This has to be the scariest thing I have read in a very long time. The Rand Corporation was asked by the US Army to prepare a report recommending whether or not the US Needed a National Stability Police force. Basically a call for American “Brown Shirts” Rand’s answer was a resounding yes.
Our analysis clearly indicates that the United States needs an SPF or some other way to accomplish the SPF mission. Stability operations have become an inescapable reality of U.S. foreign policy. Establishing security with soldiers and police is critical because it is difficult to achieve other objectives—such as rebuilding political and economic systems—without it.
The cost of not fixing this gap is significant. The United States will continue to experience major challenges in stability operations if it does not have this policing capacity. These challenges include creating the ability to establish basic law and order, as well as defeat or deter criminal organizations, terrorists, and insurgents. In some cases, allied countries may be able to fill this gap. Allies did this effectively in Bosnia and Kosovo, both of which were successful in establishing security. In other cases, the United States may not be able to count on allied support. The United States should not depend on allies to supply these capabilities, because doing so would limit U.S. freedom of action on the international stage. Consequently, the United States should seriously consider building a high-end police capacity.
The ability of SPF personnel to act in a law –– enforcement capacity while in the United States. One important aspect of the return on investment from an SPF option is what SPF personnel do when not deployed. Given that an SPF will be deployed one out of every three years at most for active duty options and one out of six for reserve options, whether its members can perform law enforcement functions and so contribute to domestic tranquility and homeland defense when not deployed will have a major impact on whether an option is cost-effective. Two categories of options—military units and contractors—cannot do so under current statutes and regulations.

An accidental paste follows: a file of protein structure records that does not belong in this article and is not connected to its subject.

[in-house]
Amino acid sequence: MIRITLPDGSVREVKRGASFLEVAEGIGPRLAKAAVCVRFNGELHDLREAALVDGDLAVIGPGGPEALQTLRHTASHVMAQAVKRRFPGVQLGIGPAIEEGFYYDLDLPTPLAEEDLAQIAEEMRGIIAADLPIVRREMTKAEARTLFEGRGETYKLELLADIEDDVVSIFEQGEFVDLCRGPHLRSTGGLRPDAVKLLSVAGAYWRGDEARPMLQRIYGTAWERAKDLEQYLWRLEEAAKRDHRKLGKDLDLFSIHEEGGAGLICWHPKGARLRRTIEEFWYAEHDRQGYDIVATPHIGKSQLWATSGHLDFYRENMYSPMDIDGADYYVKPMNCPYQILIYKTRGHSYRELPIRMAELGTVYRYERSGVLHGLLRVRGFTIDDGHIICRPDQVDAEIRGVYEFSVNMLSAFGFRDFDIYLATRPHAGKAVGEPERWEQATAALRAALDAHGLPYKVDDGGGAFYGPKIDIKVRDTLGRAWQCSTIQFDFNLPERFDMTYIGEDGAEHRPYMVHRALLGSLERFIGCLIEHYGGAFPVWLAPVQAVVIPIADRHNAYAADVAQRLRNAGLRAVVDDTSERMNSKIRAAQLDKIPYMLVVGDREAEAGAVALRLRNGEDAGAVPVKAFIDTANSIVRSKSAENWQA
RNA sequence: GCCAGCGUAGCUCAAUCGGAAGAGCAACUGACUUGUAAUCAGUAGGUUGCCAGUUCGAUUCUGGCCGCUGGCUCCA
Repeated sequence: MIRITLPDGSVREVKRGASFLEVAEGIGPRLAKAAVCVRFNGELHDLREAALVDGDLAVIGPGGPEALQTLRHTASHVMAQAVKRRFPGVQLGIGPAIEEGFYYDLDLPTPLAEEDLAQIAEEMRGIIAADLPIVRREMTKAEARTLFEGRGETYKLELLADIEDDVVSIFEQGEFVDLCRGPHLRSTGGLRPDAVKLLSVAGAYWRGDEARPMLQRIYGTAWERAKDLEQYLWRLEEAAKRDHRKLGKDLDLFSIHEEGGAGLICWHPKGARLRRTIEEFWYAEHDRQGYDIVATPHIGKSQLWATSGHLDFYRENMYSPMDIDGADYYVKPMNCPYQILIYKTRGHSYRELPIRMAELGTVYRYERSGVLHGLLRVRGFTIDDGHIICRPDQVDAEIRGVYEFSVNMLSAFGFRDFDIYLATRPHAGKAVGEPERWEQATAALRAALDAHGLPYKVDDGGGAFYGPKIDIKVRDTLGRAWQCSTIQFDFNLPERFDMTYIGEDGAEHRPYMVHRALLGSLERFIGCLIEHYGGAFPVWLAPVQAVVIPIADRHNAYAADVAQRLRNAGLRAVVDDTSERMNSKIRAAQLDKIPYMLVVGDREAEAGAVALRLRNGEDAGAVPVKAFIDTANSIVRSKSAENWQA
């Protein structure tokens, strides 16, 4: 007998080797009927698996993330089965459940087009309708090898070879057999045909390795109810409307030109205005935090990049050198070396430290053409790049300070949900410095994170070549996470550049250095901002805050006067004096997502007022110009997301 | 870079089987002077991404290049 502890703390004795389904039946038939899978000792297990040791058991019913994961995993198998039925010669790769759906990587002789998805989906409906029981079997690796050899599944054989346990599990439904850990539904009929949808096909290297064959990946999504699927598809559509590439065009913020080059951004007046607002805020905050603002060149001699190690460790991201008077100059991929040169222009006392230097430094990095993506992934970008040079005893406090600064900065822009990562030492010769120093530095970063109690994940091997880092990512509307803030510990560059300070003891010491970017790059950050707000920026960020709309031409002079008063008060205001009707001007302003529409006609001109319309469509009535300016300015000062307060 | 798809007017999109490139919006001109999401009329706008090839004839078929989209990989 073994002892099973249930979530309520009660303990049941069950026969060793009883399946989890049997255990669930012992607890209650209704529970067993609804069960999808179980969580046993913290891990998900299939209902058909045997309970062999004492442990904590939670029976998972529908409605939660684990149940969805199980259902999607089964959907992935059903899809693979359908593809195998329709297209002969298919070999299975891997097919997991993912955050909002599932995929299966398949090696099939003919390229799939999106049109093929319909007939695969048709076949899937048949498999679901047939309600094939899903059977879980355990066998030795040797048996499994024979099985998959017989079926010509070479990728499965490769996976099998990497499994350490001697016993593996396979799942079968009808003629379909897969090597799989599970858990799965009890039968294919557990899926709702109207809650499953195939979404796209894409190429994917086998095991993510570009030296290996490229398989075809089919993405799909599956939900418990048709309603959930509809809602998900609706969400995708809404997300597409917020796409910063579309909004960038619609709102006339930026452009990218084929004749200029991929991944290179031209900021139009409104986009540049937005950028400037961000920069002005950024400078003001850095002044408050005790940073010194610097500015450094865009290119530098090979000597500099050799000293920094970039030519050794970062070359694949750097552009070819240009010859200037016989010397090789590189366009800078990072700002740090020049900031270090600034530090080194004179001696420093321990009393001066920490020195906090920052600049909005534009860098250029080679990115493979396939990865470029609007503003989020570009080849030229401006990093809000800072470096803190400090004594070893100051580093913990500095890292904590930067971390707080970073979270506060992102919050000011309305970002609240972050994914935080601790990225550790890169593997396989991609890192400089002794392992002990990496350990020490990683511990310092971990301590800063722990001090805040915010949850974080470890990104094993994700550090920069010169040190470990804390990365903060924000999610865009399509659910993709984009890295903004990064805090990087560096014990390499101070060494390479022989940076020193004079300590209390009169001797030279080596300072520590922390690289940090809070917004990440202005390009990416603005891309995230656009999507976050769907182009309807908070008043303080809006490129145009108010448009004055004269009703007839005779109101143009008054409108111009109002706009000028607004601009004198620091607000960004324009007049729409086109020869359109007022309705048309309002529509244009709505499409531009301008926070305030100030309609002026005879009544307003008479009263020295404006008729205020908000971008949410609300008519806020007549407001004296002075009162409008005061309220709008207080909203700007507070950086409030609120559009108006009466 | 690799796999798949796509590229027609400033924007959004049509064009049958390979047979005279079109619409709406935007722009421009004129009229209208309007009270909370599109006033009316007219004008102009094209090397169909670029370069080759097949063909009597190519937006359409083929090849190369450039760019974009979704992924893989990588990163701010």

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In particular, for the MP option to be as cost-effective as possible, relief from the Posse Comitatus Act [which forbids the US Army from being used in law enforcement in the United States] would be required to permit its members to perform domestic law enforcement functions. The issue of contractors performing law enforcement functions is moot (our only “contracting” option does not consider a standing contract force, but rather one hired as needed) and would probably be insurmountable if it was not. Furthermore, as noted in our DOTMLPF discussion, working as police officers would greatly contribute to the state of training and readiness of SPF personnel. MPs can do this on military installations, but contract personnel would not so act at all.
Given that it is unlikely that MPs would be permitted to perform civilian policing tasks in the United States, the USMS, despite its capacity and management shortfalls, is the agency best suited to take on the SPF mission under the assumptions of this study. Placing the SPF in the USMS would place it where its members can develop the needed skills under the hybrid staffing option. Furthermore, the USMS has the broadest law enforcement mandate of any U.S. law enforcement agency and many of the required skills, though it would need to increase its capacity significantly. Furthermore,the Department of Justice stands at the center of the rule-of-law effort, with lead roles in policing, judiciary, and corrections efforts.